Electronic Structure and Function by Electron Paramagnetic Resonance (EPR)

The Leiden Spin Group concentrates on the study of the electronic and geometric structure and the dynamics of (transient) paramagnetic molecules and centers in the condensed phase. Metal centers in bio-inorganic complexes and in proteins are being studied, spin-labeled proteins, organic radicals and triplet states, and defects in semi-conductor nano-particles. Spin-spin interactions of electrons are exploited, between spin labels and between a paramagnetic metal center and a spin label, as well as electron-nuclear hyperfine interactions.

 

Use is made of advanced EPR techniques, which largely concern in-house instrumental developments. The group is a pioneer of high-frequency EPR, with the first pulsed EPR spectrometer at 95 GHz (W-band) and the recent development of a continuous-wave and pulsed EPR spectrometer at 275 GHz (J-band). Both cw and pulsed EPR experiments are performed as well as Electron-Nuclear DOuble Resonance (ENDOR) experiments, from room temperature to liquid helium temperatures, on solutions, solids and crystals.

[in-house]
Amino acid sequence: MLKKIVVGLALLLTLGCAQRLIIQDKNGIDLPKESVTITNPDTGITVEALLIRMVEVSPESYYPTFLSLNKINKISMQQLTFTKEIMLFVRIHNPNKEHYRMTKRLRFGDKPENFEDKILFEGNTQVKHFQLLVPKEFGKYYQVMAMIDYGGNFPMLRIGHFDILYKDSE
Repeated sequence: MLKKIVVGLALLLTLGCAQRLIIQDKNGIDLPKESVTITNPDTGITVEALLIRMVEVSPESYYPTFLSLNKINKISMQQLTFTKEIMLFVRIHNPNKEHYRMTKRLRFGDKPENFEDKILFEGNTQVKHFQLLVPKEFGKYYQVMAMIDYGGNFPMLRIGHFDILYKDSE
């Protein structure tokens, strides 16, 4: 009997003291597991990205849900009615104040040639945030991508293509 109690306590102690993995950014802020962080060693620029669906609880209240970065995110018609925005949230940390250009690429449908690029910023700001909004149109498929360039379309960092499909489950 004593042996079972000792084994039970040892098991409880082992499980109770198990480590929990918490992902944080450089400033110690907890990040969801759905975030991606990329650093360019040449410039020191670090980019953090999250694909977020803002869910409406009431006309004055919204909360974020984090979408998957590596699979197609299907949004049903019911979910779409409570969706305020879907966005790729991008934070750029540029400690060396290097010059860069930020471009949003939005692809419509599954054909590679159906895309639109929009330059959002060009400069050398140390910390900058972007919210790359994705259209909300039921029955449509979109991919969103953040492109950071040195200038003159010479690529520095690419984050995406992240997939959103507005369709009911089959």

As compared to the classical EPR frequency of 9 GHz (X-band), the application of higher microwave frequencies provides enhanced electron Zeeman resolution, enhanced absolute sensitivity, enhanced nuclear Zeeman resolution, the possibility to study nuclei with small magnetic moment by ENDOR, and the possibility to study paramagnetic centers with a substantial zero-field splitting. Even more important is the fact that the availability of higher frequencies allows a multi-frequency approach of a research question.

 

The EPR observables concern the g tensor, the dipolar- and exchange tensors, and the nuclear hyperfine and quadrupole tensors. These observables provide a fingerprint of the electronic wave function and distance information to determine structure. In addition, line shape analysis of EPR spectra enables the study of reorientation dynamics of molecules or spin-carrying groups.

 

When necessary, complementary techniques are being used: optical absorption and emission spectroscopy, optically detected magnetic resonance, and quantum-chemical calculations.